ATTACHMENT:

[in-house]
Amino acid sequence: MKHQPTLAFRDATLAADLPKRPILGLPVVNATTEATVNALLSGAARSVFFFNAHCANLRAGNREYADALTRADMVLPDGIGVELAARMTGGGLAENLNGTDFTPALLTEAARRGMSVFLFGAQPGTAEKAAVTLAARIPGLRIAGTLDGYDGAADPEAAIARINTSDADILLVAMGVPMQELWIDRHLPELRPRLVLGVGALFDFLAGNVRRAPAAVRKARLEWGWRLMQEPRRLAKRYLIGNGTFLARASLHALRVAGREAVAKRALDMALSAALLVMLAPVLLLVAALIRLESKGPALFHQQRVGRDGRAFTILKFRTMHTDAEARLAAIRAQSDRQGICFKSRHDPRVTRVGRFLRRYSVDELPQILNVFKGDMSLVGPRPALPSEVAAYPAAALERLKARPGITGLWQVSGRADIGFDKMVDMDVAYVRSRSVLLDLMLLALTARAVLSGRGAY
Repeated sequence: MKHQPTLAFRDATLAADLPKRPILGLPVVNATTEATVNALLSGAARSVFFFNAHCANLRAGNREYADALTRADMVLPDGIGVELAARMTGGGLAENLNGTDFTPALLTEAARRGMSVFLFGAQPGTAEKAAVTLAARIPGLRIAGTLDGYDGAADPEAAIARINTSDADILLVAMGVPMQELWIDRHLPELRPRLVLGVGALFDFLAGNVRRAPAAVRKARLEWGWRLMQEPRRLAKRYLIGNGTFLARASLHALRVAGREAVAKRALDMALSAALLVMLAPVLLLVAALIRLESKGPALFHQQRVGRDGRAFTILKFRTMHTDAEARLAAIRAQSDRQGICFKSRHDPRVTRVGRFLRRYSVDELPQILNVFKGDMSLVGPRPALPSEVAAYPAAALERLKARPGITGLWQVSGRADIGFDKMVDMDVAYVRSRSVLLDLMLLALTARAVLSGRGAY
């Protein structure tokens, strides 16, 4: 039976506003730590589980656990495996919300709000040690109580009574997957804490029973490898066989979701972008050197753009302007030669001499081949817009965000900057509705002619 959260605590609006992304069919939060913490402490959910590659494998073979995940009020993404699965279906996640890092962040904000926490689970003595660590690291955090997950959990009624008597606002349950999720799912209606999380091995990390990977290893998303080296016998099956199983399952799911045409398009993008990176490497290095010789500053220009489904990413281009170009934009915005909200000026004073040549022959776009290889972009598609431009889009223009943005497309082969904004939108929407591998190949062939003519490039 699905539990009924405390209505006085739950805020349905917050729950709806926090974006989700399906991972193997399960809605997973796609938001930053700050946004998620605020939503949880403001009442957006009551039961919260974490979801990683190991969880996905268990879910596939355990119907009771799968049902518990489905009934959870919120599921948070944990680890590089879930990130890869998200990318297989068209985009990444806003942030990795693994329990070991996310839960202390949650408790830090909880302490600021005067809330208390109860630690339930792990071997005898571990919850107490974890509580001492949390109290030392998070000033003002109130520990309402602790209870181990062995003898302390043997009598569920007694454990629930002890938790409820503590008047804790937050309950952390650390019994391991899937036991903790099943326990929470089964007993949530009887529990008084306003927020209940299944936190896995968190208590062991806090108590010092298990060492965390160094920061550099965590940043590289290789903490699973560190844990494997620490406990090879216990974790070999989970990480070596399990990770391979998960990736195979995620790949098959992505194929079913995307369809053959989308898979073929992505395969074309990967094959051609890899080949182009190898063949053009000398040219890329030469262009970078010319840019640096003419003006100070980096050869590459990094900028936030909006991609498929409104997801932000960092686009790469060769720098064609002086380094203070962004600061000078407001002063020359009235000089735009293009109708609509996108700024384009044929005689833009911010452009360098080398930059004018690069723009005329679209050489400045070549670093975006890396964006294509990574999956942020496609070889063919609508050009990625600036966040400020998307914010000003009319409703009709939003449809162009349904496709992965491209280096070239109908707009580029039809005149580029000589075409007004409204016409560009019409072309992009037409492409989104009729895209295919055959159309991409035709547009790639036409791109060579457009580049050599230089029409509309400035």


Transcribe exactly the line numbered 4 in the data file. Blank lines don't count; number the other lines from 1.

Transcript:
């Protein structure tokens, strides 16, 4: 039976506003730590589980656990495996919300709000040690109580009574997957804490029973490898066989979701972008050197753009302007030669001499081949817009965000900057509705002619 959260605590609006992304069919939060913490402490959910590659494998073979995940009020993404699965279906996640890092962040904000926490689970003595660590690291955090997950959990009624008597606002349950999720799912209606999380091995990390990977290893998303080296016998099956199983399952799911045409398009993008990176490497290095010789500053220009489904990413281009170009934009915005909200000026004073040549022959776009290889972009598609431009889009223009943005497309082969904004939108929407591998190949062939003519490039 699905539990009924405390209505006085739950805020349905917050729950709806926090974006989700399906991972193997399960809605997973796609938001930053700050946004998620605020939503949880403001009442957006009551039961919260974490979801990683190991969880996905268990879910596939355990119907009771799968049902518990489905009934959870919120599921948070944990680890590089879930990130890869998200990318297989068209985009990444806003942030990795693994329990070991996310839960202390949650408790830090909880302490600021005067809330208390109860630690339930792990071997005898571990919850107490974890509580001492949390109290030392998070000033003002109130520990309402602790209870181990062995003898302390043997009598569920007694454990629930002890938790409820503590008047804790937050309950952390650390019994391991899937036991903790099943326990929470089964007993949530009887529990008084306003927020209940299944936190896995968190208590062991806090108590010092298990060492965390160094920061550099965590940043590289290789903490699973560190844990494997620490406990090879216990974790070999989970990480070596399990990770391979998960990736195979995620790949098959992505194929079913995307369809053959989308898979073929992505395969074309990967094959051609890899080949182009190898063949053009000398040219890329030469262009970078010319840019640096003419003006100070980096050869590459990094900028936030909006991609498929409104997801932000960092686009790469060769720098064609002086380094203070962004600061000078407001002063020359009235000089735009293009109708609509996108700024384009044929005689833009911010452009360098080398930059004018690069723009005329679209050489400045070549670093975006890396964006294509990574999956942020496609070889063919609508050009990625600036966040400020998307914010000003009319409703009709939003449809162009349904496709992965491209280096070239109908707009580029039809005149580029000589075409007004409204016409560009019409072309992009037409492409989104009729895209295919055959159309991409035709547009790639036409791109060579457009580049050599230089029409509309400035």